PHOENIX — Arizona voters banned gestation stalls that restrict sows from turning and extending their extremities.
The state's sole industrial pork operation, Pigs for Farmer John, which ships 250,000 million pigs to slaughter each year,
has until 2012 to comply. While activists applaud the passing of Ballot Proposition 240, "The Humane Treatment of Farm Animals
Act," allied veterinarians, industry officials and the American Veterinary Medical Association (AVMA) support the current
Arizona voters appeared to react to the emotionally charged issue by ignoring industry and organized veterinary medicine's
"science-based" evidence that standard 2-foot-by-7-foot pens protect breeding sow from injury and stress. If National Pork
Producers Council's $700,000-plus failed anti-Prop 240 campaign is a precursor to what's ahead, analysts say an attempt by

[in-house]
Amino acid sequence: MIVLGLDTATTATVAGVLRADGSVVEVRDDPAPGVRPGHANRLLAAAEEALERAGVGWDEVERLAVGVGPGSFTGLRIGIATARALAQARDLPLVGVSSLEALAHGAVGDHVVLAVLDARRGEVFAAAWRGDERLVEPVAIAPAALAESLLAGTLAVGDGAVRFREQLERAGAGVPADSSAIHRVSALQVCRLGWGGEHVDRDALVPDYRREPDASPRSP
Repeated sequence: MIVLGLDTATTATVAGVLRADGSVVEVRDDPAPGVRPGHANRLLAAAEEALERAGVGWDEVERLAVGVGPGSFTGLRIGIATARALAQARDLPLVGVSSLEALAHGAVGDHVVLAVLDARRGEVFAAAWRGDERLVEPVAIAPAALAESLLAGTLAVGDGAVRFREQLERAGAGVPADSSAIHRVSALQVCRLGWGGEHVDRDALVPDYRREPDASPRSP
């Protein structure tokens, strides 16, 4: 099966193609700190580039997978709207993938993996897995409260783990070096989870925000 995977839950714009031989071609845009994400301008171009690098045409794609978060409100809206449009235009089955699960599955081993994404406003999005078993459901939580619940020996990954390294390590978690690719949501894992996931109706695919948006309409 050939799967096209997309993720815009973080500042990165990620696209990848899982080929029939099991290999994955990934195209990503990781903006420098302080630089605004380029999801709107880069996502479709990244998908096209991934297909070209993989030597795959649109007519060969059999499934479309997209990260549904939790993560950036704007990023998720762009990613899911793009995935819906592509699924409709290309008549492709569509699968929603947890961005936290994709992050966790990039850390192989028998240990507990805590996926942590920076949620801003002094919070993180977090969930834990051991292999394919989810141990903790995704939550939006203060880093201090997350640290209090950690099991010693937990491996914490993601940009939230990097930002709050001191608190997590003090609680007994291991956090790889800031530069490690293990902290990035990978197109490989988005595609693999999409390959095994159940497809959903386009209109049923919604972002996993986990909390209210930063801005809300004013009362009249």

activists to federally ban swine gestation stalls within the 2007 rewrite of the Farm Bill is almost certain. Others predict
California and Colorado might be targeted next.
"These two things scare us the most," says Joy Philippi, National Pork Producers Council president. "We know there are 22
other states that have the proposition process and in some of those states have a lot of pigs. As for the federal amendment,
we're working furiously to make sure people in Congress know this is not good. We're going to be watching very closely."
More closely than officials watched in 2002, when voters cast Florida the first state to bar the confinement of pregnant pigs
via ballot initiative.
Yet as Arizona became the second state to usher in a swine housing standard on Nov. 7, Florida voters approved Amendment 3,
requiring ballot measures to obtain a supermajority, 60 percent or more, before passing. The move raises the threshold from
a simple 50 percent majority in an attempt to stave off frivolous ballot initiatives. The 2002 ban on pregnant pig confinement
was advertised as an example of trivial constitutional amendments.